Among the keynote speakers, Janez Potočnik, co-chair of the UN Environment International Resources Panel, gave an overview of global use of natural resources. Noting the projected growth in world population as well as per capita consumption, he said the latter is a stronger driver of increasing natural resources use than the former. Underlining that the richest countries consume ten times more materials than the poorest, Potočnik said that developing countries cannot follow the same development trajectories as developed countries because of a lack of available natural resources. He noted significant potential for increasing resource efficiency, but felt that since markets will not achieve efficiency by themselves, public policy and political will are needed, as well as leadership and improved governance at a global scale.

Noting that “financial capital is overvalued, human capital is undervalued, and natural capital often is not valued at all,” Potočnik called for a transition to a new economic model that decouples economic growth from resource use and uses resources more responsibly. “Humans are supposed to be intelligent and it is high time to prove it,” he said.

Many participants were from Tokyo. Tadahiko Ito, State Minister of Environment of Japan, was present at the event and described one of the “oddest” plans to use urban mining of materials from discarded mobile phones and electronic goods. Japan will use this material to manufacture 5,000 gold, silver and bronze medals for the 2020 Olympics, to be held in Tokyo, Japan. “Japan is one of the leading nation in the circular economy,” explained Teppo Turkki, Leading Specialist for Sitra in Japan. “They are on islands with extremely limited resources so they have been developing such solutions since the 1970s and 1980s, especially in consumer electronic. There is no one better.” He points out that the recycling industry alone employs 650,000 people and makes up 7% of Japan’s GDP. Some 80% of car parts and 98% of all metals are recycled in Japan. Renewable Matter couldn’t verify those numbers. But Japan is famous for many ideas to close the loop in many sectors. Like the Aigamo Method, a distinctly low-tech approach to rice farming created by farmer Takao Furuno. It uses ducks and fish that eat insects so less insecticides are needed, while paddy weed provides nitrogen so less fertilizer is used. Yields in these rice fields are 20-50% higher than industrial farming methods.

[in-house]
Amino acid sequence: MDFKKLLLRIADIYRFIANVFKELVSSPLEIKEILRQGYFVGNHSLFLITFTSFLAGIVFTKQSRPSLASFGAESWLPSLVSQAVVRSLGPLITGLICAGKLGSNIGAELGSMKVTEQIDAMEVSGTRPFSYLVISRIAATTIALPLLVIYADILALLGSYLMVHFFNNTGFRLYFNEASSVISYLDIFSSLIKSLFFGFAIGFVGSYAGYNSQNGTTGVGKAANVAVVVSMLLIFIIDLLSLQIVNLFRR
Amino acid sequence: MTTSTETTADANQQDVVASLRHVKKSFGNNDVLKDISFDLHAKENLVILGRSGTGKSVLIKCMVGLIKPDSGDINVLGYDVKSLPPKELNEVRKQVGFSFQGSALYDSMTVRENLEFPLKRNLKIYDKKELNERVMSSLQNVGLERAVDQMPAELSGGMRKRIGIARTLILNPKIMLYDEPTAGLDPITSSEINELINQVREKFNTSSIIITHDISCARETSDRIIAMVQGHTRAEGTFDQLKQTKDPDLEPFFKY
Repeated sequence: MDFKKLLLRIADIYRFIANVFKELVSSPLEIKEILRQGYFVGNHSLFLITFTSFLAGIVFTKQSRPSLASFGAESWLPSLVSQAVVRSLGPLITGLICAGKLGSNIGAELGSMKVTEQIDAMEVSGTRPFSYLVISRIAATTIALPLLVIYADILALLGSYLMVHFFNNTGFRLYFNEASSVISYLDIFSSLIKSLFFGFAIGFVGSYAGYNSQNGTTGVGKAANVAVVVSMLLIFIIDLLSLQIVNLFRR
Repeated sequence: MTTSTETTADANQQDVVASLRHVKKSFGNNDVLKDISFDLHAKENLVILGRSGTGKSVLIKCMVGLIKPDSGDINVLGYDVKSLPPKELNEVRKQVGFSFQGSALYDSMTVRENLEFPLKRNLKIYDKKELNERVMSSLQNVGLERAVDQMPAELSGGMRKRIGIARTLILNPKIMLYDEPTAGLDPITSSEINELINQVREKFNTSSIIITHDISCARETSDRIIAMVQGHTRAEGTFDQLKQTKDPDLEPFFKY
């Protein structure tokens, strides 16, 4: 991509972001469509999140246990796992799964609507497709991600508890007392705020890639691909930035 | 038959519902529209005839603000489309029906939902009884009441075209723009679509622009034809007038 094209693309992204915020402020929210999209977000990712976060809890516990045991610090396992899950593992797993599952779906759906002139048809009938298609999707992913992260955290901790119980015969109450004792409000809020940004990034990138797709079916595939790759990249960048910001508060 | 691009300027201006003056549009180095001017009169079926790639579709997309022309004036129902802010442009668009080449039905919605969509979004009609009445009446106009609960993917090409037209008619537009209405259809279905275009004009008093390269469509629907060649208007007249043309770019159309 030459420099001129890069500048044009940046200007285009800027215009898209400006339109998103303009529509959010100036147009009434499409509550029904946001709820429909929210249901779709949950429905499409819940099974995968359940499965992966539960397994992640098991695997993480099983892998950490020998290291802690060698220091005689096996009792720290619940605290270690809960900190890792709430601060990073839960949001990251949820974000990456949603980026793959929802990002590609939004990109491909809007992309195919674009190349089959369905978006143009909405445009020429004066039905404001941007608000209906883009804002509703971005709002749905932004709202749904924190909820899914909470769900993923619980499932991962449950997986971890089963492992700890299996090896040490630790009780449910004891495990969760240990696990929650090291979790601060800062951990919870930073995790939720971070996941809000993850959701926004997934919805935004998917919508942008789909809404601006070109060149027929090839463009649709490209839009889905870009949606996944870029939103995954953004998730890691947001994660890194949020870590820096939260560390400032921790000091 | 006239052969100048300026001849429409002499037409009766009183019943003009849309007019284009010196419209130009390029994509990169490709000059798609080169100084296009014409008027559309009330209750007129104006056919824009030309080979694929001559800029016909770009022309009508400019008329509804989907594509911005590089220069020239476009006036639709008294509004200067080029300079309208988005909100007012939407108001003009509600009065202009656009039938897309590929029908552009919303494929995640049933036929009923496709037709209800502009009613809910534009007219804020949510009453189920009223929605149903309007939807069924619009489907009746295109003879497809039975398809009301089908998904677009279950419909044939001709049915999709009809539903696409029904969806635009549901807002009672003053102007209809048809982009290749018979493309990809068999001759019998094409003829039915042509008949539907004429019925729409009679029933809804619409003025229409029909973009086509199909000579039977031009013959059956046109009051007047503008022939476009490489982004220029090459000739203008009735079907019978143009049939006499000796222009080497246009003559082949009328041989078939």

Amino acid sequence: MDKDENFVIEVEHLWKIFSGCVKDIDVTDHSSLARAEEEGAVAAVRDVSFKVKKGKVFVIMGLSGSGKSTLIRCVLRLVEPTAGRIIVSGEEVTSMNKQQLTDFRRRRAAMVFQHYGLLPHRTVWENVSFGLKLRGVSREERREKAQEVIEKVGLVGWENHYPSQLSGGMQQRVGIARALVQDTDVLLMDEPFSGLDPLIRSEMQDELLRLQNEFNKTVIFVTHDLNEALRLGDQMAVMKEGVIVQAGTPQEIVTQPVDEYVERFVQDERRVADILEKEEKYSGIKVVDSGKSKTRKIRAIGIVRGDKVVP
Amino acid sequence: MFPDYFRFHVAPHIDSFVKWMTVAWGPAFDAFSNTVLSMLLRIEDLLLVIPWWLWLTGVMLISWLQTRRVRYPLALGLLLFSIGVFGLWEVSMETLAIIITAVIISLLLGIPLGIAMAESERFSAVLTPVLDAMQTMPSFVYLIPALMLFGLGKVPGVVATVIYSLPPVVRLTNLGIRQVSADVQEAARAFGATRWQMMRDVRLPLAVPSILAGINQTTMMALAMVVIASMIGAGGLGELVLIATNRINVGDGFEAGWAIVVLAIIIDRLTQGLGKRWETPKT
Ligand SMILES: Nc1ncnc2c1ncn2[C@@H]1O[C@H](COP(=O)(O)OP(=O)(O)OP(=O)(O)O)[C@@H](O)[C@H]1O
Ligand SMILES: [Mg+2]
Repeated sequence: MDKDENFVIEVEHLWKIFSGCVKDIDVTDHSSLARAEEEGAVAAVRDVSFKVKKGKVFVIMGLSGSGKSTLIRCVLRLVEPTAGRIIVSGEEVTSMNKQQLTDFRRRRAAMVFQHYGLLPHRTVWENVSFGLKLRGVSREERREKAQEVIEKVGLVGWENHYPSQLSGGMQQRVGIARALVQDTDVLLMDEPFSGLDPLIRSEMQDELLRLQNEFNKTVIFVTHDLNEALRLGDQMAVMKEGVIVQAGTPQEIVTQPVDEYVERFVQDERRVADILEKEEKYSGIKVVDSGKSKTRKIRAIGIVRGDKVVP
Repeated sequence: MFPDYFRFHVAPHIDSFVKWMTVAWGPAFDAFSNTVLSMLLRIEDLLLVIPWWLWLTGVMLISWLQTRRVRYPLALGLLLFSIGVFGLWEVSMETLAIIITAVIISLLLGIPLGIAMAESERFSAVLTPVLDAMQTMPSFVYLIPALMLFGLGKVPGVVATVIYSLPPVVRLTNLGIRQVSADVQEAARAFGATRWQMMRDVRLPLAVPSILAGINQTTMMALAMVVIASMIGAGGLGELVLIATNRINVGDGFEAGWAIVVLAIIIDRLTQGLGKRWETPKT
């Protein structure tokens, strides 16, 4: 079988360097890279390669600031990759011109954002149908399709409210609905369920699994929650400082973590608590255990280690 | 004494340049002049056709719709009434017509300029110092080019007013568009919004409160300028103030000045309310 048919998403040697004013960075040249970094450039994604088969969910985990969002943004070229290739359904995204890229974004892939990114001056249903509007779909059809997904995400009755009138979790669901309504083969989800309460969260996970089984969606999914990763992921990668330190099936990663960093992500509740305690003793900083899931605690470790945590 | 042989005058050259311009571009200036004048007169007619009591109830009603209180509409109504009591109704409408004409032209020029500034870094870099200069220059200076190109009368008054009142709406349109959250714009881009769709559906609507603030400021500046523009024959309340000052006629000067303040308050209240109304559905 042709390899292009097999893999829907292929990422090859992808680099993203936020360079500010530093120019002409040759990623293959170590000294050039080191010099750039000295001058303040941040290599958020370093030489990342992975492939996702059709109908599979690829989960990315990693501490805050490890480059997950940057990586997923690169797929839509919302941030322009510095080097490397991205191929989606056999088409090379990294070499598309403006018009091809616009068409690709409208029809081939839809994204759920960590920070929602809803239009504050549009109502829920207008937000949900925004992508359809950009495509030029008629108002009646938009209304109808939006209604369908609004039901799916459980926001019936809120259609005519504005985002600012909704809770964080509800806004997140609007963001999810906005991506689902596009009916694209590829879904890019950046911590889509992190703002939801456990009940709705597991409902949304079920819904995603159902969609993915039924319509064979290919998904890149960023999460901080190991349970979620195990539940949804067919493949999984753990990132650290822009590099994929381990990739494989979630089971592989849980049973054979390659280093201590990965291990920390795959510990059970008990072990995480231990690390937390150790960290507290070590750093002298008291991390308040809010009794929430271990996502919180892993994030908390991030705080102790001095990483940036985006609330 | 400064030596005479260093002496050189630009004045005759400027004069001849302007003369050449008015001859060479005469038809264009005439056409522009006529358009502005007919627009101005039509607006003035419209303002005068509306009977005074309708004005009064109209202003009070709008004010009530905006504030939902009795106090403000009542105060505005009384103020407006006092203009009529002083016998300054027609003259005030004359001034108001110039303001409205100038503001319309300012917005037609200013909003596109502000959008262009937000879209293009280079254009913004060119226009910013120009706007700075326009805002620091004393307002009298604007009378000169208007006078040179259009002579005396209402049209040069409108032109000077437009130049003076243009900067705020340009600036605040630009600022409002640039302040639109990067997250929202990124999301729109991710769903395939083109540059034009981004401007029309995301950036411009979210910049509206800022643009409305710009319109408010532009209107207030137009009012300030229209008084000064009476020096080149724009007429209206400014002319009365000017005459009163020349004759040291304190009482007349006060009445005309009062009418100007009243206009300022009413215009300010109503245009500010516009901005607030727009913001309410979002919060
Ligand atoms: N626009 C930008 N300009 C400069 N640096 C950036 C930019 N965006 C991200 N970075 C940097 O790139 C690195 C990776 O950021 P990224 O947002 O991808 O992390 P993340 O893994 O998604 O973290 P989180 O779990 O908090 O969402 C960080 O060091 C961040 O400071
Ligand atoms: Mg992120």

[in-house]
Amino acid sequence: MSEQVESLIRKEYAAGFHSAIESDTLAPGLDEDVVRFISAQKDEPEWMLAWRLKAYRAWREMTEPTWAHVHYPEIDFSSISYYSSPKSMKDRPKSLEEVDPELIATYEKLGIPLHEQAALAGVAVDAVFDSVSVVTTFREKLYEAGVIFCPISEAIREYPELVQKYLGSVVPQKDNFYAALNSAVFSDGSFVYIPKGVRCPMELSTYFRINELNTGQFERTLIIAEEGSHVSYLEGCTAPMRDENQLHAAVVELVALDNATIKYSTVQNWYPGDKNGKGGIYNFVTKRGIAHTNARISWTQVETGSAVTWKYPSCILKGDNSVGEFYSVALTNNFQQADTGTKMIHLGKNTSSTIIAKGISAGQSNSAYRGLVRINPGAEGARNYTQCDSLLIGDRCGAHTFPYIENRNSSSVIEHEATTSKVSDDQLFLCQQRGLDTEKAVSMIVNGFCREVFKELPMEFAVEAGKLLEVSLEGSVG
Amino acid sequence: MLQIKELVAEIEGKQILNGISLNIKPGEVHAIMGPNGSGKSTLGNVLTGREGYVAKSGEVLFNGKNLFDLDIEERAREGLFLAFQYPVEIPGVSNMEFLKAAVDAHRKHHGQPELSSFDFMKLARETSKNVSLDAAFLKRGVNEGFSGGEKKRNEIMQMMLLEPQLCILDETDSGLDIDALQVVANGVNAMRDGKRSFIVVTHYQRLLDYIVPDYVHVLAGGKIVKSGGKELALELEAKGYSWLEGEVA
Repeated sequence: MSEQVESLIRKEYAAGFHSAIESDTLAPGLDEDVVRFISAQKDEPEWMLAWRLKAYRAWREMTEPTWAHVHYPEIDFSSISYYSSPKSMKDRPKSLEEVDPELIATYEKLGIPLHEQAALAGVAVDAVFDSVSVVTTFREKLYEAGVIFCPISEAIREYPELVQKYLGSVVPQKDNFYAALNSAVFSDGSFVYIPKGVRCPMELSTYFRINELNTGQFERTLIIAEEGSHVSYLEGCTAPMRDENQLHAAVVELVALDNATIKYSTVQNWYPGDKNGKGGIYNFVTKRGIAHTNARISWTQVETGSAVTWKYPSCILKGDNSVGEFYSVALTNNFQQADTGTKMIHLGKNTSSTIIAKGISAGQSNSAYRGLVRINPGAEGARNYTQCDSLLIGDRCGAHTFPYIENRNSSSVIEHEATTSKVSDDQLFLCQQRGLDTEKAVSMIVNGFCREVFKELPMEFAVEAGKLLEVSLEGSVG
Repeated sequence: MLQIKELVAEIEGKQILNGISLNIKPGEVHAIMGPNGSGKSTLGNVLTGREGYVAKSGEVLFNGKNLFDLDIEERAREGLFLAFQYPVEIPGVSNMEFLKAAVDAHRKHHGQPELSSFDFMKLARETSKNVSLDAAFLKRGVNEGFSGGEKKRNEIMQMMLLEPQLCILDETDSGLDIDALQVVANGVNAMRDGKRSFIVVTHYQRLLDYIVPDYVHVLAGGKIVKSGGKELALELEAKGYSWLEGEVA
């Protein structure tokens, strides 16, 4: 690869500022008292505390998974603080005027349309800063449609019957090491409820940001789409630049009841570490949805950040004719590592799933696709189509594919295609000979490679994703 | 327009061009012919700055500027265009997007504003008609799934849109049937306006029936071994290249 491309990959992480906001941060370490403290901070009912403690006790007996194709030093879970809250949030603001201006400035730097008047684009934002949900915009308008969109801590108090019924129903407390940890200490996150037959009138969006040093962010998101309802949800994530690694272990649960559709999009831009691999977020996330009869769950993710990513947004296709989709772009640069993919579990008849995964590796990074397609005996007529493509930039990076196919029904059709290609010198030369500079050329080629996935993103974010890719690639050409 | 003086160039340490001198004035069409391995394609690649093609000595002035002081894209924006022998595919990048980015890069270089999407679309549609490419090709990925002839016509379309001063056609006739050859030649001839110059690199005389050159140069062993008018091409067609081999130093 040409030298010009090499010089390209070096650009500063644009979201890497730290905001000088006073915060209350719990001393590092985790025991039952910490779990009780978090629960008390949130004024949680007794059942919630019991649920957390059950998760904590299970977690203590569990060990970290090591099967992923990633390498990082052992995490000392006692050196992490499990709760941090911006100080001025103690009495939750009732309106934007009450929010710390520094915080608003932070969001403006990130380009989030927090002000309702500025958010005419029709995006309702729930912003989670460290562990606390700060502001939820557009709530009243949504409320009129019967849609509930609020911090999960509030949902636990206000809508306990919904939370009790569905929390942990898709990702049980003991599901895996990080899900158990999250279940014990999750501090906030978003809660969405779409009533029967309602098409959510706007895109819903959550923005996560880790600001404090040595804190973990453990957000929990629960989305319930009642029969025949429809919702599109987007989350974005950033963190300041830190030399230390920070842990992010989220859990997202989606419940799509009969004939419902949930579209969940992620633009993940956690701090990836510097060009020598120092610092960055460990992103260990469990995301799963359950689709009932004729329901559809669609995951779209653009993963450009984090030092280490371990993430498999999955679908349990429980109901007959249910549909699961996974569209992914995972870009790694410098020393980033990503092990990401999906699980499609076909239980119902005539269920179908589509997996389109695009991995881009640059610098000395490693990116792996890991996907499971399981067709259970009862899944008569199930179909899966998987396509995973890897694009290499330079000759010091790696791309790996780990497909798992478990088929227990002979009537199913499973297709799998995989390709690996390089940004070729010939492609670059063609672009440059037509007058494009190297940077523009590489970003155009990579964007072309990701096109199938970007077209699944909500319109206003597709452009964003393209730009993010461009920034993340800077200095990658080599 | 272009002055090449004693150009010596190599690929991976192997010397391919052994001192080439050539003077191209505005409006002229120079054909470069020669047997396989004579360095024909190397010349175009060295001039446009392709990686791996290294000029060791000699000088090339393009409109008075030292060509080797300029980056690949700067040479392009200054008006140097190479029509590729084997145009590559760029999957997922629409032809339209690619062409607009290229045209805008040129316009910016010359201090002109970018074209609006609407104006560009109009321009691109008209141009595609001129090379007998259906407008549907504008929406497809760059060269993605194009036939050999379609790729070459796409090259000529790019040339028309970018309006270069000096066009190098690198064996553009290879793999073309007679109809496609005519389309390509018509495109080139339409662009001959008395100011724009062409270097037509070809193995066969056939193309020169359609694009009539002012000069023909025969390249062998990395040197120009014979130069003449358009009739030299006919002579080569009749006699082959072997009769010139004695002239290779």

One of the most interesting keynote was the one of Anirban Ghosh, of Mahindra Group, elaborated on how the circular economy can add to customer value and build the brand, using case studies from India. He described the relative importance of the various components of consumer value, including functional and rational benefits. He explained that no matter how cool or sustainable a product is, if the “lower levels of the pyramid” – functionality and rationality – are neglected, a product will not sell. 



With over 1,600 participants to meet and network with and numerous side events, it was hard to follow all the panels. However WCEF 2017 has proven Finland’s strategy to be right. Next year’s forum is planned to be held in Japan at the end of October (which explains the high number of Japanese in Helsinki). “This has been our Finnish gift to the world,” said Matti Vanhanen, Member of the Finnish Parliament and Chair of Sitra’s Board of Directors. “Because sharing knowledge is one of the pillars of circular economy.”